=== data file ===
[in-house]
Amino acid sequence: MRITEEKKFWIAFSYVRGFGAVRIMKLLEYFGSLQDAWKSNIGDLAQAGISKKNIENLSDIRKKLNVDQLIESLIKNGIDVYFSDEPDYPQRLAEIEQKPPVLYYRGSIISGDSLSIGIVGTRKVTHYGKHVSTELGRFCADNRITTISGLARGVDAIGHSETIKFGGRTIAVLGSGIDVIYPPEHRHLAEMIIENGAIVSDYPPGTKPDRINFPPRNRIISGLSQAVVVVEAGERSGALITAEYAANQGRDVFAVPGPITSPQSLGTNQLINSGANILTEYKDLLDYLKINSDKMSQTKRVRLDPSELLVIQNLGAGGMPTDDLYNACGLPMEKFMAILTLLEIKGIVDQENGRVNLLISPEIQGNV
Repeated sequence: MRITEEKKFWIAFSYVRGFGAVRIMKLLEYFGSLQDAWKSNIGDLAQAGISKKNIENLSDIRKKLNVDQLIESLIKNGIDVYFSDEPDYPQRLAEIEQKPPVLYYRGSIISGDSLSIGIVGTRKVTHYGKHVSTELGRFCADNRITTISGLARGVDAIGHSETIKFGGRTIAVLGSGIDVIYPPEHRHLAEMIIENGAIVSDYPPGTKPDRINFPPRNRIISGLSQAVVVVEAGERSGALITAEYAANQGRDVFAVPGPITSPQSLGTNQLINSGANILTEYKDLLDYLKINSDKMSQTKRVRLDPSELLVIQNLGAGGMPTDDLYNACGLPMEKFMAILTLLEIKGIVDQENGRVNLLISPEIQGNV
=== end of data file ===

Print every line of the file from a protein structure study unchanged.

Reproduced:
[in-house]
Amino acid sequence: MRITEEKKFWIAFSYVRGFGAVRIMKLLEYFGSLQDAWKSNIGDLAQAGISKKNIENLSDIRKKLNVDQLIESLIKNGIDVYFSDEPDYPQRLAEIEQKPPVLYYRGSIISGDSLSIGIVGTRKVTHYGKHVSTELGRFCADNRITTISGLARGVDAIGHSETIKFGGRTIAVLGSGIDVIYPPEHRHLAEMIIENGAIVSDYPPGTKPDRINFPPRNRIISGLSQAVVVVEAGERSGALITAEYAANQGRDVFAVPGPITSPQSLGTNQLINSGANILTEYKDLLDYLKINSDKMSQTKRVRLDPSELLVIQNLGAGGMPTDDLYNACGLPMEKFMAILTLLEIKGIVDQENGRVNLLISPEIQGNV
Repeated sequence: MRITEEKKFWIAFSYVRGFGAVRIMKLLEYFGSLQDAWKSNIGDLAQAGISKKNIENLSDIRKKLNVDQLIESLIKNGIDVYFSDEPDYPQRLAEIEQKPPVLYYRGSIISGDSLSIGIVGTRKVTHYGKHVSTELGRFCADNRITTISGLARGVDAIGHSETIKFGGRTIAVLGSGIDVIYPPEHRHLAEMIIENGAIVSDYPPGTKPDRINFPPRNRIISGLSQAVVVVEAGERSGALITAEYAANQGRDVFAVPGPITSPQSLGTNQLINSGANILTEYKDLLDYLKINSDKMSQTKRVRLDPSELLVIQNLGAGGMPTDDLYNACGLPMEKFMAILTLLEIKGIVDQENGRVNLLISPEIQGNV